One of the best things about my employer, Parkyeri, aside from many other things, is the library:
Image courtesy of Bekir Dogan and Erhan Kesken of Parkyeri fame
I remember my interview about two and a half years ago, when the company did not have that much to offer. My old friend Gurkan Aslan, a retired Parkyerian -- also a renowned singer and musician, forwarded my resume and I received a phone call. I was still bearing with Murat Koc at FrontSITE, boy was that fun. All Parkyeri had to offer was a good series of challenging tasks awaiting in the line, a flexible work schedule and a honest company culture. There is also a performance measurement system that has some impact on your monthly salary, but I'm going to leave that alone. In the interview I remember pointing out how much I usually spend on books, I doubt it worked out though.
About a year and a half later, thanks to Giray Pultar -- aka. The Boss™ -- who took extra care in selecting what sort of books and furniture to bring in, we had the library you see up there in the picture all set. I know few companies that actually encourage people to spend their working hours on reading. I wonder if Google does it. So yeah, I hear rumors, they say Parkyeri employees are not well paid or the company culture provides too much freedom, all can be relatively right or wrong. It depends on which companies you compare against.
Enough for selling my employer, let me switch to the subject. Okay, I was looking at the upper left shelf with the hope that I could find something interesting. Practical Common Lisp... TeX books... no-no. Microsoft Press... C++... MySQL, oh dear... and there it is, CIO Wisdom? Yeah, I picked that up immediately.
You know I like quoting. Please let me quote the foreword of Maynard Webb, COO of eBay, Inc.
For me, success has meant applying conventional methods and tools in unconventional ways. With that, the chapter, The First 90 Days, resonated deeply with me. When I joined eBay in 1999 as President of eBay Technology, I knew I was walking into problems. The business was taking off like a rocket ship yet there were severe system issues. On my first day on the job, I was chagrined to find CNN in the lobby interviewing Meg Whitman, my new boss, about problems with the site. Not an auspicious beginning. Now conventional wisdom would have said to freeze all product changes and focus on stability and scale. But because of eBay's unusual potential and unique position in the marketplace, we chose to take significant risks and fix the stability and scale problems, while at the same time we accelerated the rate of product development and site changes by 4x. Applying conventional methods in out of the box ways, we were able to fuel the aggressive business growth while rearchitecting the site for infinite scalability. Had we not done so, eBay may not have become the market leader it is today. As these authors will teach you, "Decide and act with a sense of urgency.". "Make aggressive commitments and meet them." "Strive for excellence through continuous improvements." Words to live by.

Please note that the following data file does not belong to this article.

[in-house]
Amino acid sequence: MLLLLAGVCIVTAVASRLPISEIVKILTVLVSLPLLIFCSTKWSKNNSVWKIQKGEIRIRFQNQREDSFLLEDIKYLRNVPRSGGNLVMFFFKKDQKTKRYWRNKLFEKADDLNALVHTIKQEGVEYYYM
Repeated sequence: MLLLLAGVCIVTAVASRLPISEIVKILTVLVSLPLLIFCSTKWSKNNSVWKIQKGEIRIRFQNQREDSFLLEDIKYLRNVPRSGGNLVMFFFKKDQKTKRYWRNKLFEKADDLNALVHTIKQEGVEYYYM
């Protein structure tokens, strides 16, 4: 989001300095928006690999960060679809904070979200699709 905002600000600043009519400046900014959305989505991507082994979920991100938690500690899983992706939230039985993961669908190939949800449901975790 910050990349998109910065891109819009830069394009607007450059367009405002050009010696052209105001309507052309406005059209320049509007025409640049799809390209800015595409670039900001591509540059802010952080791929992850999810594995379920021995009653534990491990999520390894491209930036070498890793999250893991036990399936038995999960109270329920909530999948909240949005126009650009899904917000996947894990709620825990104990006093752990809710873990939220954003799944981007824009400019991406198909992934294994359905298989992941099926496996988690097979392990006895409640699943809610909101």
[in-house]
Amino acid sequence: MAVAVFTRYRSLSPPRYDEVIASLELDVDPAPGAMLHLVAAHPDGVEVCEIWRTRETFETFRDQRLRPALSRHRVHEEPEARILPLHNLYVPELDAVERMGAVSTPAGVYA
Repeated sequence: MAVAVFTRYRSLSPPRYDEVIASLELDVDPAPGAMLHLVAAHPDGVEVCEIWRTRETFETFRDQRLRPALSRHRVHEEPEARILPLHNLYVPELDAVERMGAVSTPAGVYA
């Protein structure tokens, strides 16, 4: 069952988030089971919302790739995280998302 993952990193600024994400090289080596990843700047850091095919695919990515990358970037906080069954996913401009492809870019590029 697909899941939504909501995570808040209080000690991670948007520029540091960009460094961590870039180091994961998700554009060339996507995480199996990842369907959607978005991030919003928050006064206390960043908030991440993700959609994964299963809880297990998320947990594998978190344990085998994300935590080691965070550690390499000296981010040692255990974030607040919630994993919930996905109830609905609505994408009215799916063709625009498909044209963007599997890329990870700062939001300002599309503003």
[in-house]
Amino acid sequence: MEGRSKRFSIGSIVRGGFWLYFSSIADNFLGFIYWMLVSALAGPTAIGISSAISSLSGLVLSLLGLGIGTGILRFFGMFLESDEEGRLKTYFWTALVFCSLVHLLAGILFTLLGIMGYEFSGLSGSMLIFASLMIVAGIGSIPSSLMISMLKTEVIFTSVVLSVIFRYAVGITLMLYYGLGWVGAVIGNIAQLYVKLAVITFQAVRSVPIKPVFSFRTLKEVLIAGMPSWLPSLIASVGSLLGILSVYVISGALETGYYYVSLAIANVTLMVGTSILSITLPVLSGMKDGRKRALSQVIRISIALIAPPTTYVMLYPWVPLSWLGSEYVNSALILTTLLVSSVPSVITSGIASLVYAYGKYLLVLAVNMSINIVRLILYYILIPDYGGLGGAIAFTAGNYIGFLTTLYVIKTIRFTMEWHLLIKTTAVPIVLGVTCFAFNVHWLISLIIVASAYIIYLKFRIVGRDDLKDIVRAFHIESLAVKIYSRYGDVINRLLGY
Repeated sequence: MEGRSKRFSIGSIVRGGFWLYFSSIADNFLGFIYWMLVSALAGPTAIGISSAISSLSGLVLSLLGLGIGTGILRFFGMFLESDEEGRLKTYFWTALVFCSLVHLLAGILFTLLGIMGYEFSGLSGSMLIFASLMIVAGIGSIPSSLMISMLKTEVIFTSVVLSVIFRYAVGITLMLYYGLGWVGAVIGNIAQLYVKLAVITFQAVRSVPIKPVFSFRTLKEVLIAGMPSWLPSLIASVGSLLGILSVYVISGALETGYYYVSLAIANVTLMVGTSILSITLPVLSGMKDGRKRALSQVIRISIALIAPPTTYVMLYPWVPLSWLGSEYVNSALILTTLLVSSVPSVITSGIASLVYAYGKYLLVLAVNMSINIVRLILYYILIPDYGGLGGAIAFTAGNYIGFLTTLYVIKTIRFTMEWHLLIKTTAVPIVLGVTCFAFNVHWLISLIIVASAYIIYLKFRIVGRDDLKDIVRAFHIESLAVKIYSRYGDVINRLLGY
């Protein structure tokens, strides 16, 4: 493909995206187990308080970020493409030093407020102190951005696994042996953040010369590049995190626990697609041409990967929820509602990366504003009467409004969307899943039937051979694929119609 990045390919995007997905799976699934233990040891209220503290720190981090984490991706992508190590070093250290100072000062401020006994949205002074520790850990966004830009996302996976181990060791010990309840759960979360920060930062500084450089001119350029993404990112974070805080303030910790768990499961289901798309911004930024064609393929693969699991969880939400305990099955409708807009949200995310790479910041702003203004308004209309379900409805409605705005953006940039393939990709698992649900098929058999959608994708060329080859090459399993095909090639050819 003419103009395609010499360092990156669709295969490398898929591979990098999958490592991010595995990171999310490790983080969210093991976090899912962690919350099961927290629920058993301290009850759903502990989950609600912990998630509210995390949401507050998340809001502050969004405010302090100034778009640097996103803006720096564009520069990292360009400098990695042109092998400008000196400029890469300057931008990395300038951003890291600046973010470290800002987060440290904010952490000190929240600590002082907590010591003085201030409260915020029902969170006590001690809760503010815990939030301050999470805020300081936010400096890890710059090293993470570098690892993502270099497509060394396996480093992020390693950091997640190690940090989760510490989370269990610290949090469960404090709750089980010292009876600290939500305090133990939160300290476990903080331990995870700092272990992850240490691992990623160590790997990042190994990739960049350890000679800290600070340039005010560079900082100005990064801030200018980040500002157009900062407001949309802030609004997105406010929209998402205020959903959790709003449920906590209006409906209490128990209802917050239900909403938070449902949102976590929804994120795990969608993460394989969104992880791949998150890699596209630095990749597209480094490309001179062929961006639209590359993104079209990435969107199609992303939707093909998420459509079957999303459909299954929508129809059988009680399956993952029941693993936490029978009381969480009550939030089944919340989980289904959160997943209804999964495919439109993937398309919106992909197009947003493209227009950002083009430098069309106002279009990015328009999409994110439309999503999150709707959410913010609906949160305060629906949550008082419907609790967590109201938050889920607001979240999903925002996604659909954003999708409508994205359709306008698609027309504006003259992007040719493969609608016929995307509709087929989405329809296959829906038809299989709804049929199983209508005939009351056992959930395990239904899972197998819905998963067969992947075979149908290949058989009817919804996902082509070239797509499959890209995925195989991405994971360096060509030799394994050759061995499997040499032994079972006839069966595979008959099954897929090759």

The rest of the book appears to be a great collection of experience, right from the source. Isn't that what we all need?